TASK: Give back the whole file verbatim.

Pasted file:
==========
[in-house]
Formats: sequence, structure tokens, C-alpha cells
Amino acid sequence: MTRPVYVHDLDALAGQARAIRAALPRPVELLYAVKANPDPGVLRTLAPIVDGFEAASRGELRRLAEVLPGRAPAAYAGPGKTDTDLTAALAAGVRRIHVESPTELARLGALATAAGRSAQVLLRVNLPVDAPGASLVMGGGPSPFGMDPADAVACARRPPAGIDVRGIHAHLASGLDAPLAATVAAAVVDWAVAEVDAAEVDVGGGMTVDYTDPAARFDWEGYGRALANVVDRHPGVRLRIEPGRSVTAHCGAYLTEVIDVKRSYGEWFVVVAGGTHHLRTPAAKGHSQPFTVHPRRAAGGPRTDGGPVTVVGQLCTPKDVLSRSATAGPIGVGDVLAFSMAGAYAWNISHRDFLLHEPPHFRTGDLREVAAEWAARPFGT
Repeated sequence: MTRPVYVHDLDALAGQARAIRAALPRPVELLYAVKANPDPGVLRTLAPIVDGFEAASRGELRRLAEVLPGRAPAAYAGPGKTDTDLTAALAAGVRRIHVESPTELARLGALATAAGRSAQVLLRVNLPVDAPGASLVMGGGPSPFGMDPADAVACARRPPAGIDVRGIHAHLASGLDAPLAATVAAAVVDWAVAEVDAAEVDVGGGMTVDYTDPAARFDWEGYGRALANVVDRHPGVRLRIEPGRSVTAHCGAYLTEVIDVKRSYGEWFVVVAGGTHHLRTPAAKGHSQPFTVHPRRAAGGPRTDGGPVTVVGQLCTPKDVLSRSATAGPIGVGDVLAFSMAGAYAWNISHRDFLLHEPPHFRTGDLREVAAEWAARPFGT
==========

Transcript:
[in-house]
Formats: sequence, structure tokens, C-alpha cells
Amino acid sequence: MTRPVYVHDLDALAGQARAIRAALPRPVELLYAVKANPDPGVLRTLAPIVDGFEAASRGELRRLAEVLPGRAPAAYAGPGKTDTDLTAALAAGVRRIHVESPTELARLGALATAAGRSAQVLLRVNLPVDAPGASLVMGGGPSPFGMDPADAVACARRPPAGIDVRGIHAHLASGLDAPLAATVAAAVVDWAVAEVDAAEVDVGGGMTVDYTDPAARFDWEGYGRALANVVDRHPGVRLRIEPGRSVTAHCGAYLTEVIDVKRSYGEWFVVVAGGTHHLRTPAAKGHSQPFTVHPRRAAGGPRTDGGPVTVVGQLCTPKDVLSRSATAGPIGVGDVLAFSMAGAYAWNISHRDFLLHEPPHFRTGDLREVAAEWAARPFGT
Repeated sequence: MTRPVYVHDLDALAGQARAIRAALPRPVELLYAVKANPDPGVLRTLAPIVDGFEAASRGELRRLAEVLPGRAPAAYAGPGKTDTDLTAALAAGVRRIHVESPTELARLGALATAAGRSAQVLLRVNLPVDAPGASLVMGGGPSPFGMDPADAVACARRPPAGIDVRGIHAHLASGLDAPLAATVAAAVVDWAVAEVDAAEVDVGGGMTVDYTDPAARFDWEGYGRALANVVDRHPGVRLRIEPGRSVTAHCGAYLTEVIDVKRSYGEWFVVVAGGTHHLRTPAAKGHSQPFTVHPRRAAGGPRTDGGPVTVVGQLCTPKDVLSRSATAGPIGVGDVLAFSMAGAYAWNISHRDFLLHEPPHFRTGDLREVAAEWAARPFGT